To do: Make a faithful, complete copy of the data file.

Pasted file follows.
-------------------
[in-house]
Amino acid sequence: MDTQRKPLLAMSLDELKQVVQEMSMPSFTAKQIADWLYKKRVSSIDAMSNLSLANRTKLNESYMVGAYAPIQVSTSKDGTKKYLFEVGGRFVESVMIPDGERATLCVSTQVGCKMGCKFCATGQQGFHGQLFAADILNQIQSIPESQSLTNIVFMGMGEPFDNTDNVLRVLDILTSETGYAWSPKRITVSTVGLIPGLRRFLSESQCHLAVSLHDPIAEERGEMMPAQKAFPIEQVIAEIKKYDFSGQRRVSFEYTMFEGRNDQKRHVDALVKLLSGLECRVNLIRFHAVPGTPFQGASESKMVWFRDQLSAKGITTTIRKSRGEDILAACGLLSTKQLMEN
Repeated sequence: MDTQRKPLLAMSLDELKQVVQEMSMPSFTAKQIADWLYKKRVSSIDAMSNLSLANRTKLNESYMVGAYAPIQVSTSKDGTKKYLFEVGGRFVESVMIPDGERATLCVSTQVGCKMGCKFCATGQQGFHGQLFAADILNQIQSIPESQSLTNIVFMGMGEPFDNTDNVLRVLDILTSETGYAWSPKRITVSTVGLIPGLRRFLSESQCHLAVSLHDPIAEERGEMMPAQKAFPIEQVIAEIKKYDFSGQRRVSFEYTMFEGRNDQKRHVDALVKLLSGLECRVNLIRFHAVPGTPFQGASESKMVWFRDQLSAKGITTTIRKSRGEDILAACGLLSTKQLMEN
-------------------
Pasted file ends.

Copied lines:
[in-house]
Amino acid sequence: MDTQRKPLLAMSLDELKQVVQEMSMPSFTAKQIADWLYKKRVSSIDAMSNLSLANRTKLNESYMVGAYAPIQVSTSKDGTKKYLFEVGGRFVESVMIPDGERATLCVSTQVGCKMGCKFCATGQQGFHGQLFAADILNQIQSIPESQSLTNIVFMGMGEPFDNTDNVLRVLDILTSETGYAWSPKRITVSTVGLIPGLRRFLSESQCHLAVSLHDPIAEERGEMMPAQKAFPIEQVIAEIKKYDFSGQRRVSFEYTMFEGRNDQKRHVDALVKLLSGLECRVNLIRFHAVPGTPFQGASESKMVWFRDQLSAKGITTTIRKSRGEDILAACGLLSTKQLMEN
Repeated sequence: MDTQRKPLLAMSLDELKQVVQEMSMPSFTAKQIADWLYKKRVSSIDAMSNLSLANRTKLNESYMVGAYAPIQVSTSKDGTKKYLFEVGGRFVESVMIPDGERATLCVSTQVGCKMGCKFCATGQQGFHGQLFAADILNQIQSIPESQSLTNIVFMGMGEPFDNTDNVLRVLDILTSETGYAWSPKRITVSTVGLIPGLRRFLSESQCHLAVSLHDPIAEERGEMMPAQKAFPIEQVIAEIKKYDFSGQRRVSFEYTMFEGRNDQKRHVDALVKLLSGLECRVNLIRFHAVPGTPFQGASESKMVWFRDQLSAKGITTTIRKSRGEDILAACGLLSTKQLMEN